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SUNDAY, NOVEMBER 4, 2007
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Audit lists missing funds from Talladega County E-911 board

TALLADEGA (AP) — A state audit of the Talladega County E-911 board details alleged thefts by a former board employee, among other financial problems at the agency.

The Examiner of Public Accounts report released Friday did not identify the employee. But the board’s former bookkeeper, Shannon Patterson Keith, awaits trial on theft charges, the Daily Home reported in a story about the audit Saturday.

Keith’s attorney, Tommy Spina, told the Talladega newspaper his client admitted she had misappropriated some funds, but disputed several of the specifics listed in the audit.

The audit says unauthorized checks were written from the bank account of the district made payable to the district’s bookkeeper totaling $201,501 for the period May 7, 2001, through Sept. 30, 2006.

Of that amount, the audit says, $141,132 was deposited into her personal bank account. These checks normally were entered into the accounting records indicating they were paid to one of the district’s vendors.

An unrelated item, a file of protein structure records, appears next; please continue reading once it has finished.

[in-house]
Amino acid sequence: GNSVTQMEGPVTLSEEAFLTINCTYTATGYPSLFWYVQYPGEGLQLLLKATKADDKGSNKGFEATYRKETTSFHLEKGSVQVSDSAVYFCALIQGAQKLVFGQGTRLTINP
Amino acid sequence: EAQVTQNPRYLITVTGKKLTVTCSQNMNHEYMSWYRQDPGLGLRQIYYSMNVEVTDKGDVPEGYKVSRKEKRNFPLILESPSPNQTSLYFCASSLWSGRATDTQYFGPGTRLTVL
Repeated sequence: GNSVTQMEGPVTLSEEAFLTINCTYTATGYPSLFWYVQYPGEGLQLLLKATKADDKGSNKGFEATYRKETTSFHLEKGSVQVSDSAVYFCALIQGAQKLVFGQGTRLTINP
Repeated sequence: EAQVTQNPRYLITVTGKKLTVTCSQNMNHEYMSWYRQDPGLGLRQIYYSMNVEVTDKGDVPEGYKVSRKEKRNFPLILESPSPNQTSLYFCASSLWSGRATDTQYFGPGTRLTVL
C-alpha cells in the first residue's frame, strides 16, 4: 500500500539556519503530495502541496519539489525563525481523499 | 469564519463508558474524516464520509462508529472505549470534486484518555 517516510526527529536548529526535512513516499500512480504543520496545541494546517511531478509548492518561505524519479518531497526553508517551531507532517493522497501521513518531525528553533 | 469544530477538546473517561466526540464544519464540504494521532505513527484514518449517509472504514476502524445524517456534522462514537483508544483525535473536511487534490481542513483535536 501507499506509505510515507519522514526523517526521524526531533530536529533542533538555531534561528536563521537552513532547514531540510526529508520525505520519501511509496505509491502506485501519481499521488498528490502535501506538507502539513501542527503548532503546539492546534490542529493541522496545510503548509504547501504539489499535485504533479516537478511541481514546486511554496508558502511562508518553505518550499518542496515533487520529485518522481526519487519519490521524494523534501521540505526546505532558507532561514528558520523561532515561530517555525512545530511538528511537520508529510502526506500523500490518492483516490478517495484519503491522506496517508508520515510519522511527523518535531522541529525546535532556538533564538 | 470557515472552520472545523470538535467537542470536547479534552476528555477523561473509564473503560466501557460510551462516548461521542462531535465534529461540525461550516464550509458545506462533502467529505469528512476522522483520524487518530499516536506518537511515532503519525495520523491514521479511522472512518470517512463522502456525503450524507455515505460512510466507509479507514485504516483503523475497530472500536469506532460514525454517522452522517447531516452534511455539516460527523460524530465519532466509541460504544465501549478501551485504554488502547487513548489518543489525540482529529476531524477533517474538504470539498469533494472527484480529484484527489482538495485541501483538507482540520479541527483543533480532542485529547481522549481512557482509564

Spina said he had never been presented with any evidence of the $141,000 his client allegedly deposited in her personal checking account.

Talladega County Emergency Management Agency executive director Nelson Bates, in a Thursday statement, said the board has reviewed the audit report and regrets the actions taken by a former employee as outlined in it.

“However, this board, just like other private and public businesses, is subject to an abuse of trust by employees,” the statement continued. “The loss of these funds will not negatively impact on the construction of our new central dispatch facility, nor will it necessitate a raise in rates. The board remains in strong financial position.”

Restitution

Bates said the board has collected $57,300 in restitution and will seek the full amount.

“We believe the changes now in place will prevent future misappropriations of funds,” Bates said.

Spina said he would dispute the total amount his client owed back was less than the total in the audit “to the tune of about $100,000.”

He said his client is working toward paying back what she owes, but, he said, “the final amount will ultimately be up to the judge who sentences her.”

Copyright 2005 Associated Press. All rights reserved. This material may not be published, broadcast, rewritten or redistributed.

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